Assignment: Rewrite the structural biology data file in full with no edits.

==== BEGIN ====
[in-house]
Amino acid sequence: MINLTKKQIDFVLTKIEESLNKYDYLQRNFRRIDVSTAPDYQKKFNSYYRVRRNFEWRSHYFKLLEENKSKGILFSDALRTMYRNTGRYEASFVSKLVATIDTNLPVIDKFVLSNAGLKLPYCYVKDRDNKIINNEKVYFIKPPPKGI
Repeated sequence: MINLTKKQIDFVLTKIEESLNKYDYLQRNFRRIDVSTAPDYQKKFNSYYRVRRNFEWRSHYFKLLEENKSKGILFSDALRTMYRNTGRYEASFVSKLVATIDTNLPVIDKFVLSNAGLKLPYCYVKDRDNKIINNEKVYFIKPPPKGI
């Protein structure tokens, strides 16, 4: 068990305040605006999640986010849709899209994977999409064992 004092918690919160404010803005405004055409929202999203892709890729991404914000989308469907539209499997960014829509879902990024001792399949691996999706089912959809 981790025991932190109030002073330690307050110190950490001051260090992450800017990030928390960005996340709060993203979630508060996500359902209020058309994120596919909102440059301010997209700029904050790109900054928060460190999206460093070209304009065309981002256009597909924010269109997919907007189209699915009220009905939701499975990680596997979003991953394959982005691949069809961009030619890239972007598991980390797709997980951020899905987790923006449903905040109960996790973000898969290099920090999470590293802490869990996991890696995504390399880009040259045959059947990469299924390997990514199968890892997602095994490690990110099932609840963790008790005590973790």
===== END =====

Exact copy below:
[in-house]
Amino acid sequence: MINLTKKQIDFVLTKIEESLNKYDYLQRNFRRIDVSTAPDYQKKFNSYYRVRRNFEWRSHYFKLLEENKSKGILFSDALRTMYRNTGRYEASFVSKLVATIDTNLPVIDKFVLSNAGLKLPYCYVKDRDNKIINNEKVYFIKPPPKGI
Repeated sequence: MINLTKKQIDFVLTKIEESLNKYDYLQRNFRRIDVSTAPDYQKKFNSYYRVRRNFEWRSHYFKLLEENKSKGILFSDALRTMYRNTGRYEASFVSKLVATIDTNLPVIDKFVLSNAGLKLPYCYVKDRDNKIINNEKVYFIKPPPKGI
């Protein structure tokens, strides 16, 4: 068990305040605006999640986010849709899209994977999409064992 004092918690919160404010803005405004055409929202999203892709890729991404914000989308469907539209499997960014829509879902990024001792399949691996999706089912959809 981790025991932190109030002073330690307050110190950490001051260090992450800017990030928390960005996340709060993203979630508060996500359902209020058309994120596919909102440059301010997209700029904050790109900054928060460190999206460093070209304009065309981002256009597909924010269109997919907007189209699915009220009905939701499975990680596997979003991953394959982005691949069809961009030619890239972007598991980390797709997980951020899905987790923006449903905040109960996790973000898969290099920090999470590293802490869990996991890696995504390399880009040259045959059947990469299924390997990514199968890892997602095994490690990110099932609840963790008790005590973790």